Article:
Before SA gets too far down the line with their fanciful proposals to satisfy the “demand” from China and Vietnam, all nations should ban the trade in rhino products. If that means a failed business model for the Private Rhino Owners’ Association, so be it. Legalizing the horn trade will make financial profits for some, but will not profit the rhinos at all.
Picture credit: africajournalismtheworld.com
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Add a comment | Posted by Pieter Kat at 13:11
Sunday 10th March 2013
The CITES conference has a few more days to go, and there will be much more to discuss. After failing polar bears, rhinos, and elephants and extending unexpected extra protection to West African manatees (the CITES Secretariat recommended rejection) and many turtles already on the brink of extinction, the next week will see sharks and a few other species on the menu.
In a terrifying show of resolve, CITES slapped trade sanctions on Guinea. Long criticized for not having teeth, CITES now bared them at a small western African country for allegedly ignoring many requests to halt illegal trade in wildlife products – in this case of Great Apes. Hmmm. How about trade sanctions against Kenya, Tanzania, South Africa, Thailand, Philippines, China among others for long being involved in the illegal ivory trade?
There will also be a number of “housekeeping” issues to attend to, like hopefully removing “personal and household” effects derogations for hunting trophies so they can rightfully be considered as trade. Another tricky issue will be consideration of a proposal by Denmark on behalf of the EU to insist that members of the Animals and Plants Committees declare any “conflicts of interest” before and subsequent to election.
Interesting proposal that one – these Committees are quite powerful, and should not be populated by people with vested interests. But one glaring “housekeeping” issue is not on the agenda.
This is the dubiously legal trading that goes on in plain sight – something CITES would rather hide under the carpet as it reflects right back on the organization itself.
At the start of the conference Secretary General John Scanlon mentioned the following:
Undermining good governance can be placed at the CITES door as well. John Sands, CITES Secretary General in 1980 mentioned a process whereby fraudulent CITES permits were facilitating illegal trade. In 2003 the Earth Journal had this to say:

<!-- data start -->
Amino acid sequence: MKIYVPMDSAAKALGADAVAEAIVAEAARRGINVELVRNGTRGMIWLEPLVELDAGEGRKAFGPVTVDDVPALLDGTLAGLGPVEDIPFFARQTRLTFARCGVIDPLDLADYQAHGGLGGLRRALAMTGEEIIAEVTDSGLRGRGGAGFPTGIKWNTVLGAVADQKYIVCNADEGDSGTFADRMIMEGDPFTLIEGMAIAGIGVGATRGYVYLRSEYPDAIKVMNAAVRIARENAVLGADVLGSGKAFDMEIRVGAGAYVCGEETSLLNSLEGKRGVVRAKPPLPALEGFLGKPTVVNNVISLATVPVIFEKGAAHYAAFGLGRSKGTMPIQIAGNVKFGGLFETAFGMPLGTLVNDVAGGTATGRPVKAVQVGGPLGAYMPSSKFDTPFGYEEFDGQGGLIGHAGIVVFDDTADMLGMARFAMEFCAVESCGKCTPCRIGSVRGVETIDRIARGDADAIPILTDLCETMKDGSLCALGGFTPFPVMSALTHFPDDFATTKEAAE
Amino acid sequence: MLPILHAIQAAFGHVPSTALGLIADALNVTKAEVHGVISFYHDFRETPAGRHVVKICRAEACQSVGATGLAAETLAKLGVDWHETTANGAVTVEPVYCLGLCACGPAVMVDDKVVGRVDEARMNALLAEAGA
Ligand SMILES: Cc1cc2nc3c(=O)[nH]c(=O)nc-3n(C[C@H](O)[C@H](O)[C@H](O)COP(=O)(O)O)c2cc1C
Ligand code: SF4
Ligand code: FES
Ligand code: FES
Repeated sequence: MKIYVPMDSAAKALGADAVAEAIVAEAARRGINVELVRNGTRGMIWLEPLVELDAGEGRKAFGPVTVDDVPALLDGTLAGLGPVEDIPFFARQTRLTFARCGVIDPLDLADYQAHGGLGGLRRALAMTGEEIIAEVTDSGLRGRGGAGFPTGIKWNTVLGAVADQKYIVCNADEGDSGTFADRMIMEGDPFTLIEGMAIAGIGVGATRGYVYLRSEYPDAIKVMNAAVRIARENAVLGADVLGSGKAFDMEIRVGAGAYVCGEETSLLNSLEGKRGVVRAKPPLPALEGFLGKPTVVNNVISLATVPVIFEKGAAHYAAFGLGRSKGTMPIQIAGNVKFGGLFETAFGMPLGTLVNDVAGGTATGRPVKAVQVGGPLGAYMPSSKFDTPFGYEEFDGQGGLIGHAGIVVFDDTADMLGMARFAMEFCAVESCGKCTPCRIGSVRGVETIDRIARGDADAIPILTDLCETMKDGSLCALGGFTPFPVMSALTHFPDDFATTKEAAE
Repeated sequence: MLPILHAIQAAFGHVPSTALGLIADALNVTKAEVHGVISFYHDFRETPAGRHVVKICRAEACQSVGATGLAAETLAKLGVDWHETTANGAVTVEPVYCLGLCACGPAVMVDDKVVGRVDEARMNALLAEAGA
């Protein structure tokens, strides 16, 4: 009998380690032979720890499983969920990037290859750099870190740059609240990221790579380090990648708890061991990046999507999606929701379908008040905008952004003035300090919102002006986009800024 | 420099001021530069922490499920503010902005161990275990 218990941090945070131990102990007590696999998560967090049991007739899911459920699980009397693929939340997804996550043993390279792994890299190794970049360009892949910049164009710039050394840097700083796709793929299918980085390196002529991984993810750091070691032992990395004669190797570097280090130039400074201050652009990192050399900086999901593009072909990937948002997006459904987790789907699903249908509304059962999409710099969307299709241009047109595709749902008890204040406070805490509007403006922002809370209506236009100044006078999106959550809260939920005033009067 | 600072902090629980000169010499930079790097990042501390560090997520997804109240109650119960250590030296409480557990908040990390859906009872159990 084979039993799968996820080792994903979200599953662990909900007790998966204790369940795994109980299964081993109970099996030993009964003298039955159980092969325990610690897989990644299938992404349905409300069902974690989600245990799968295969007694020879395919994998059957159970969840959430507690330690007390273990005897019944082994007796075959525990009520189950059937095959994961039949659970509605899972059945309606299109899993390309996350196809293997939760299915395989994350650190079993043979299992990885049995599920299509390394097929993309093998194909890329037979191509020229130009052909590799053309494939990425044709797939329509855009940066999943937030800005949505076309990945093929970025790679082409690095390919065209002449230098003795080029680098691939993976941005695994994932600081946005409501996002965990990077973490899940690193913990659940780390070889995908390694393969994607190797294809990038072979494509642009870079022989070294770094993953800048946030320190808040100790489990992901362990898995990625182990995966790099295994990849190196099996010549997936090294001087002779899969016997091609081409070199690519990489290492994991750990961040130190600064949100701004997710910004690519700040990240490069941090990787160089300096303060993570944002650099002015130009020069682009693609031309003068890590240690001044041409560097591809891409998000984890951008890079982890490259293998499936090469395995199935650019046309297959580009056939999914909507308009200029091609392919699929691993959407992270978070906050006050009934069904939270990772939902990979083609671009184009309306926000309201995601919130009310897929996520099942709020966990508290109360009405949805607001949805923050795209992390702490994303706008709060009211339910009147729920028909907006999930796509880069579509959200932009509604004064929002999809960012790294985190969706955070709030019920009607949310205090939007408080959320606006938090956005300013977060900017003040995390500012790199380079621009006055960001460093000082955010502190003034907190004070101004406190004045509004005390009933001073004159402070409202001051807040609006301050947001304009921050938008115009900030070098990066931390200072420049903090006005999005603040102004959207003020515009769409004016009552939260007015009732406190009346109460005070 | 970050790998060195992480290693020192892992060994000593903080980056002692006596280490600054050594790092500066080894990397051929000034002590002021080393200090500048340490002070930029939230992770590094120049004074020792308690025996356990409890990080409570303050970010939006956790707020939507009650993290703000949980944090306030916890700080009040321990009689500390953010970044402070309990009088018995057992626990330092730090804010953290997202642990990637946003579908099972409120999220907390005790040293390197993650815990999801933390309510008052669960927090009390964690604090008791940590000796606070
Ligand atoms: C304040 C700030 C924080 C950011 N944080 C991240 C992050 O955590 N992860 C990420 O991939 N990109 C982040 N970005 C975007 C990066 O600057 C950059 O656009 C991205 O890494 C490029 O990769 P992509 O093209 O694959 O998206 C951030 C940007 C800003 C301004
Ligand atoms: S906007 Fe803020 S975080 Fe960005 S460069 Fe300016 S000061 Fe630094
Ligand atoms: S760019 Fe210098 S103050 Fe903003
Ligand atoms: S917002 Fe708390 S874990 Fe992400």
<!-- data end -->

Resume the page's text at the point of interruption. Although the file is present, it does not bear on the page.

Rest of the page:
“Environmentalists have had a long-running battle with the CITES Secretariat over the administrative practices of the treaty organization. For 20 years, according to many critics, the CITES staff have favored commercial exploitation of wildlife over protection. Instead of objectively weighing science and assessing enforcement efforts, the 12-member Secretariat has repeatedly argued against the precautionary principle and ignored flagrant violations of Appendix I and Appendix II regulations.
During the '80s, the Secretariat vehemently opposed banning the ivory trade, despite a poaching crisis that left 100,000 carcasses strewn across the African landscape each year and the utter failure of a hopelessly weak CITES ivory monitoring system. At the 1989 CITES meeting in Switzerland, CITES Secretary-General Eugene Lapointe lobbied fiercely against the proposed Appendix I listing for the African elephant (Asian elephants were already totally protected). He even held press conferences during the meeting to subvert the proposal. Lapointe touched off outrage in leading conservation nations. An inquiry by the United Nations Environment Programme (UNEP) led to Lapointe's removal on grounds of malfeasance.
Unfortunately, little changed at the Secretariat after Lapointe's firing. His replacement was a bumbling UNEP bureaucrat who allowed the CITES staff - all cronies of Lapointe - to continue their anti-protection ways.